The wine industry in Canada has changed a lot since I moved from Vancouver in 1997. And life has been so busy in the Washington state wine industry that I haven’t kept as close an eye on my old stomping grounds. That changed recently with the considerable media attention given to the labelling “Cellared in Canada” (CIC).
The recent grapes-of-wrath controversy began on Aug. 17 in a blog post called The Canadian Con by influential British wine writer Jancis Robinson. She noted that the term “Cellared in Canada” – in small print on the back label of a bottle – revealed the wines contained a blend of Canadian and imported wine. (In many cases, CIC wines contain 60- to 100-percent juice from imported grapes.)
Robinson scolded the industry for shelving and marketing them as wines from B.C. or Ontario. “I think it is doing a disservice to real Canadian wine and its reputation abroad to continue with this misleading practice. It is just so difficult to take Canadian producers seriously when they are allowed to mislead the wine-buying public to this extent.”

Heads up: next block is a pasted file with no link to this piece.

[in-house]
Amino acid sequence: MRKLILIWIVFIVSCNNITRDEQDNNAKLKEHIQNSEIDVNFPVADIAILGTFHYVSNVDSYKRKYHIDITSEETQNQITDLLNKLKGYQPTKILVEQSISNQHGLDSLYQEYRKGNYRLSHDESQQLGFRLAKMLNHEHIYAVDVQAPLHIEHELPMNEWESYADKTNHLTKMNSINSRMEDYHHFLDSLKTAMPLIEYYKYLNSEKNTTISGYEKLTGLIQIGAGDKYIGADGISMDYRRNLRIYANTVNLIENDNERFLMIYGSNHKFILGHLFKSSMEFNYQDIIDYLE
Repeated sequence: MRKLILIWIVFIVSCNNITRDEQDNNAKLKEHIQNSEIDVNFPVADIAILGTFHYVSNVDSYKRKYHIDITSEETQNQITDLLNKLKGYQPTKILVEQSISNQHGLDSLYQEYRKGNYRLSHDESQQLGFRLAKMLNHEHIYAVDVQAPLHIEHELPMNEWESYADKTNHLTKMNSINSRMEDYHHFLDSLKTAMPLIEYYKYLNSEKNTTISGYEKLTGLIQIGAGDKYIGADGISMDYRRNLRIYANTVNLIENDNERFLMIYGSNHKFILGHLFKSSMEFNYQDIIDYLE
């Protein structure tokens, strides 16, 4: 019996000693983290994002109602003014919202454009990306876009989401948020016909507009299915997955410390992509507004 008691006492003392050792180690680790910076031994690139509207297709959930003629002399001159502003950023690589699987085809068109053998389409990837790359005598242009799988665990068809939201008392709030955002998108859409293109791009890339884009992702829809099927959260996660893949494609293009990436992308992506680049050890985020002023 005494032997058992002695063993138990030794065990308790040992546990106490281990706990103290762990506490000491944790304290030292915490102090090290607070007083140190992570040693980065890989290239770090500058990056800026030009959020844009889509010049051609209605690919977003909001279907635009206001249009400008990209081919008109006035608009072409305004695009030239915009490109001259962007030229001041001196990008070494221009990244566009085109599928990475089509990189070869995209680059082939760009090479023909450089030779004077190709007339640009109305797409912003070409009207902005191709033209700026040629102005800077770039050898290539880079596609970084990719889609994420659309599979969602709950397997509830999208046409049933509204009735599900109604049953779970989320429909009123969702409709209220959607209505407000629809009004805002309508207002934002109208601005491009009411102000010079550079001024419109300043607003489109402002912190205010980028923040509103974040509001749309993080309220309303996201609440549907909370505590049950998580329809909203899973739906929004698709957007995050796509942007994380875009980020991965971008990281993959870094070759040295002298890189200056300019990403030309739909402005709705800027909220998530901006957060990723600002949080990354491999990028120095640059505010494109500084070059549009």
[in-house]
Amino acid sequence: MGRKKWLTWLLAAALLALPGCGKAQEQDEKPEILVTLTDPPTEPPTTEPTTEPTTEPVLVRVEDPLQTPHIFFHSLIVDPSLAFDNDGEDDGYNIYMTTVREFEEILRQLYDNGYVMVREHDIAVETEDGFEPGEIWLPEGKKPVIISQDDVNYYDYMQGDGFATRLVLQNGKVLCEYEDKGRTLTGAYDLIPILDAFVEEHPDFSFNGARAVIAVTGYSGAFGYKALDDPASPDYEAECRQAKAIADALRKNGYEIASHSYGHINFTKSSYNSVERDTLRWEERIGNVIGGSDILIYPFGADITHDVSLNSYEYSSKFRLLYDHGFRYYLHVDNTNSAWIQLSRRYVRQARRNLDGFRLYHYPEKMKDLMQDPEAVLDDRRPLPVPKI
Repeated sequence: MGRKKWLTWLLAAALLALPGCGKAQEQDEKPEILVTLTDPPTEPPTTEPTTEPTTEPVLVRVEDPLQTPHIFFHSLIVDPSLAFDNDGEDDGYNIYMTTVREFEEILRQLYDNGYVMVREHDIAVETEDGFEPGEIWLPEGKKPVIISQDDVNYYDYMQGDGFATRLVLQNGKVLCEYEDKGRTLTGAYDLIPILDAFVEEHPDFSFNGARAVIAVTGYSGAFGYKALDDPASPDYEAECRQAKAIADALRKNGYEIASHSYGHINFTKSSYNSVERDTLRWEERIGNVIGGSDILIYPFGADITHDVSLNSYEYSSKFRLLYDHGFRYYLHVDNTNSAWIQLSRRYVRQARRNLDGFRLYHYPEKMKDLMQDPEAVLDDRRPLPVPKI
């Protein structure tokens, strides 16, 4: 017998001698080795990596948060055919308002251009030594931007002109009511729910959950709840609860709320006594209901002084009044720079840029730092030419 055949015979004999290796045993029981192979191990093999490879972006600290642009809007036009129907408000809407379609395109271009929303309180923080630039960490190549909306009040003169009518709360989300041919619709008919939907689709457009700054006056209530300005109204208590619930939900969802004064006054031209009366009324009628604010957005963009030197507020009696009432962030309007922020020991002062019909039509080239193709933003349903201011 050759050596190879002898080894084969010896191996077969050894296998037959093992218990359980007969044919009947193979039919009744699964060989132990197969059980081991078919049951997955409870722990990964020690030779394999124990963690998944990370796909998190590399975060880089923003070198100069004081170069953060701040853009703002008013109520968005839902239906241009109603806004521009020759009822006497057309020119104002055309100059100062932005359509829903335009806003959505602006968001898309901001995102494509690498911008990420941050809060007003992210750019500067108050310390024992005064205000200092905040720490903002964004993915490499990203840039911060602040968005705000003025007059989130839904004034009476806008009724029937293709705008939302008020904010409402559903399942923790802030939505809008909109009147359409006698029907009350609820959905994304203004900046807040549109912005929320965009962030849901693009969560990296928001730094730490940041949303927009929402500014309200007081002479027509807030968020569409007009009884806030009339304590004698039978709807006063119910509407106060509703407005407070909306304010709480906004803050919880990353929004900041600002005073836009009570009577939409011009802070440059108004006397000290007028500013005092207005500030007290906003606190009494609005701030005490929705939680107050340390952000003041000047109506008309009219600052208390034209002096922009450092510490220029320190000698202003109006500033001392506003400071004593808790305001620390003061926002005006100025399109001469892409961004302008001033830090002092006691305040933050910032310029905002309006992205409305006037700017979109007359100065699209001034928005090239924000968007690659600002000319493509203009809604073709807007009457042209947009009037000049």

Not surprisingly, her blog post generated widespread attention by leading industry writers such as Wines & Vines author Peter Mitham (Cellared in Canada Wines Under Seige), Canadian author John Schreiner (Cellared in Canada Controversy Blows Up), and also in influential publications such as Wine Spectator, The Financial Times and the Economist.
Demonstrations started popping up at liquor stores in Ontario. And faster than you could say “CIC,” a Facebook group was created called Boycott Cellared in Canada Wines – almost 1,250 fans belong as of today. Then yesterday, one of the most detailed explanations appeared in The Montreal Gazette by Bill Zacharkiw: When does a wine become Canadian?
“Cellared in Canada (CiC) is a classification of wines blended and bottled in Canada, yet are made mostly with imported grapes, from such places as Chile, California and Washington State.” (Just think, for example, if Woodinville wines had to be labelled “Cellared in Woodinville” because the grapes came from Red Mountain.)
So questions continue to swirl around whether these wines should be made in the first place, what percentage of grapes should be from Canada, labelling, product placement, merchandizing, marketing and, of course, price points.
Somehow, I suspect this grapes-of-wrath debate will continue in the months ahead. And not only in Canada, eh?